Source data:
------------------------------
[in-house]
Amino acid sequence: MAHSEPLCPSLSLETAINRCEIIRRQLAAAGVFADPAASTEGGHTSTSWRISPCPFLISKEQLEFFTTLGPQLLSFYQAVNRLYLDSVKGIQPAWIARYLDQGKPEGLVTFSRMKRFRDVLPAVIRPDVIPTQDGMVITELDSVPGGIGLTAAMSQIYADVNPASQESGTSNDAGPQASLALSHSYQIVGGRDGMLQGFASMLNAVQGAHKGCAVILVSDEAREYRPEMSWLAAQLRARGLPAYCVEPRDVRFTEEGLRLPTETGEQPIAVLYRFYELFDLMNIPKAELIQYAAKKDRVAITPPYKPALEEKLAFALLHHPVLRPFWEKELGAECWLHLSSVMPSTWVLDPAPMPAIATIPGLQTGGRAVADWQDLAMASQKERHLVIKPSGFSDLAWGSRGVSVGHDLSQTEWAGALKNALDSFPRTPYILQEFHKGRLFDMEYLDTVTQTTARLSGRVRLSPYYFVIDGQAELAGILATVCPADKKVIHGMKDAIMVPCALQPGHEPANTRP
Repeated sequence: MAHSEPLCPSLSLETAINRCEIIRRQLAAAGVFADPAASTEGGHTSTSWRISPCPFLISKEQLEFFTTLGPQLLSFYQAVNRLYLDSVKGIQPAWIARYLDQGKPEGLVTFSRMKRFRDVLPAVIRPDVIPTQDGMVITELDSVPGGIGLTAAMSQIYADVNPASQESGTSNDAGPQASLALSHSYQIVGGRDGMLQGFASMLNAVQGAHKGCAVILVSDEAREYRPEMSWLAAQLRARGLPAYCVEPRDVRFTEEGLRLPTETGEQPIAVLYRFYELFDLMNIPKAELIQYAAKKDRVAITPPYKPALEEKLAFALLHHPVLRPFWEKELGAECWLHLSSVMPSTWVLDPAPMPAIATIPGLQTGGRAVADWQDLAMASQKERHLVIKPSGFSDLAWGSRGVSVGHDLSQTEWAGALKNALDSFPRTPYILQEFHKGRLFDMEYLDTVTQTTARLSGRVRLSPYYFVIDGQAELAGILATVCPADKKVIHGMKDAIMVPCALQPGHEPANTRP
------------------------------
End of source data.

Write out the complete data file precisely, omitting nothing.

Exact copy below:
[in-house]
Amino acid sequence: MAHSEPLCPSLSLETAINRCEIIRRQLAAAGVFADPAASTEGGHTSTSWRISPCPFLISKEQLEFFTTLGPQLLSFYQAVNRLYLDSVKGIQPAWIARYLDQGKPEGLVTFSRMKRFRDVLPAVIRPDVIPTQDGMVITELDSVPGGIGLTAAMSQIYADVNPASQESGTSNDAGPQASLALSHSYQIVGGRDGMLQGFASMLNAVQGAHKGCAVILVSDEAREYRPEMSWLAAQLRARGLPAYCVEPRDVRFTEEGLRLPTETGEQPIAVLYRFYELFDLMNIPKAELIQYAAKKDRVAITPPYKPALEEKLAFALLHHPVLRPFWEKELGAECWLHLSSVMPSTWVLDPAPMPAIATIPGLQTGGRAVADWQDLAMASQKERHLVIKPSGFSDLAWGSRGVSVGHDLSQTEWAGALKNALDSFPRTPYILQEFHKGRLFDMEYLDTVTQTTARLSGRVRLSPYYFVIDGQAELAGILATVCPADKKVIHGMKDAIMVPCALQPGHEPANTRP
Repeated sequence: MAHSEPLCPSLSLETAINRCEIIRRQLAAAGVFADPAASTEGGHTSTSWRISPCPFLISKEQLEFFTTLGPQLLSFYQAVNRLYLDSVKGIQPAWIARYLDQGKPEGLVTFSRMKRFRDVLPAVIRPDVIPTQDGMVITELDSVPGGIGLTAAMSQIYADVNPASQESGTSNDAGPQASLALSHSYQIVGGRDGMLQGFASMLNAVQGAHKGCAVILVSDEAREYRPEMSWLAAQLRARGLPAYCVEPRDVRFTEEGLRLPTETGEQPIAVLYRFYELFDLMNIPKAELIQYAAKKDRVAITPPYKPALEEKLAFALLHHPVLRPFWEKELGAECWLHLSSVMPSTWVLDPAPMPAIATIPGLQTGGRAVADWQDLAMASQKERHLVIKPSGFSDLAWGSRGVSVGHDLSQTEWAGALKNALDSFPRTPYILQEFHKGRLFDMEYLDTVTQTTARLSGRVRLSPYYFVIDGQAELAGILATVCPADKKVIHGMKDAIMVPCALQPGHEPANTRP